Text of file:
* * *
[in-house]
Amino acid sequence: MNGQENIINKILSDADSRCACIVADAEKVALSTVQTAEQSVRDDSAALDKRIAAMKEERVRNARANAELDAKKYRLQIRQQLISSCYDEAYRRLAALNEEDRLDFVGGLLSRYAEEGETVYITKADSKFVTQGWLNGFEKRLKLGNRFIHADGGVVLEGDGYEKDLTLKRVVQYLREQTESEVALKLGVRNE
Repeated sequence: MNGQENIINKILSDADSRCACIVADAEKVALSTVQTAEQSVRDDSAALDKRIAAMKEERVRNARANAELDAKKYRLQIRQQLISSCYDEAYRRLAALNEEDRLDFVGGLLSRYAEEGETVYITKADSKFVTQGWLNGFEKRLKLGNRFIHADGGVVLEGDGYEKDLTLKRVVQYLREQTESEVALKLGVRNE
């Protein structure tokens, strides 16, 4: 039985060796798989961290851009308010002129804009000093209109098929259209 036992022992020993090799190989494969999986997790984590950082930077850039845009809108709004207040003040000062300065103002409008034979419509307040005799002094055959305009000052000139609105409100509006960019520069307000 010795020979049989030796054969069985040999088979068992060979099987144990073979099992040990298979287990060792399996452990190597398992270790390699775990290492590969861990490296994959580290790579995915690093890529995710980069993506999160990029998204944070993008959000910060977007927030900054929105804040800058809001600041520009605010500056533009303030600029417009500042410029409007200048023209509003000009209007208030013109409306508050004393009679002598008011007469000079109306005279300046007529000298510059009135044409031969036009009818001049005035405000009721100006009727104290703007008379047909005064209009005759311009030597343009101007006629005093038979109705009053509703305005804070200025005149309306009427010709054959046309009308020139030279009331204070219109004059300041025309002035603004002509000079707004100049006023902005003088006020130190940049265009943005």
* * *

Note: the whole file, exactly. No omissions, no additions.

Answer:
[in-house]
Amino acid sequence: MNGQENIINKILSDADSRCACIVADAEKVALSTVQTAEQSVRDDSAALDKRIAAMKEERVRNARANAELDAKKYRLQIRQQLISSCYDEAYRRLAALNEEDRLDFVGGLLSRYAEEGETVYITKADSKFVTQGWLNGFEKRLKLGNRFIHADGGVVLEGDGYEKDLTLKRVVQYLREQTESEVALKLGVRNE
Repeated sequence: MNGQENIINKILSDADSRCACIVADAEKVALSTVQTAEQSVRDDSAALDKRIAAMKEERVRNARANAELDAKKYRLQIRQQLISSCYDEAYRRLAALNEEDRLDFVGGLLSRYAEEGETVYITKADSKFVTQGWLNGFEKRLKLGNRFIHADGGVVLEGDGYEKDLTLKRVVQYLREQTESEVALKLGVRNE
């Protein structure tokens, strides 16, 4: 039985060796798989961290851009308010002129804009000093209109098929259209 036992022992020993090799190989494969999986997790984590950082930077850039845009809108709004207040003040000062300065103002409008034979419509307040005799002094055959305009000052000139609105409100509006960019520069307000 010795020979049989030796054969069985040999088979068992060979099987144990073979099992040990298979287990060792399996452990190597398992270790390699775990290492590969861990490296994959580290790579995915690093890529995710980069993506999160990029998204944070993008959000910060977007927030900054929105804040800058809001600041520009605010500056533009303030600029417009500042410029409007200048023209509003000009209007208030013109409306508050004393009679002598008011007469000079109306005279300046007529000298510059009135044409031969036009009818001049005035405000009721100006009727104290703007008379047909005064209009005759311009030597343009101007006629005093038979109705009053509703305005804070200025005149309306009427010709054959046309009308020139030279009331204070219109004059300041025309002035603004002509000079707004100049006023902005003088006020130190940049265009943005």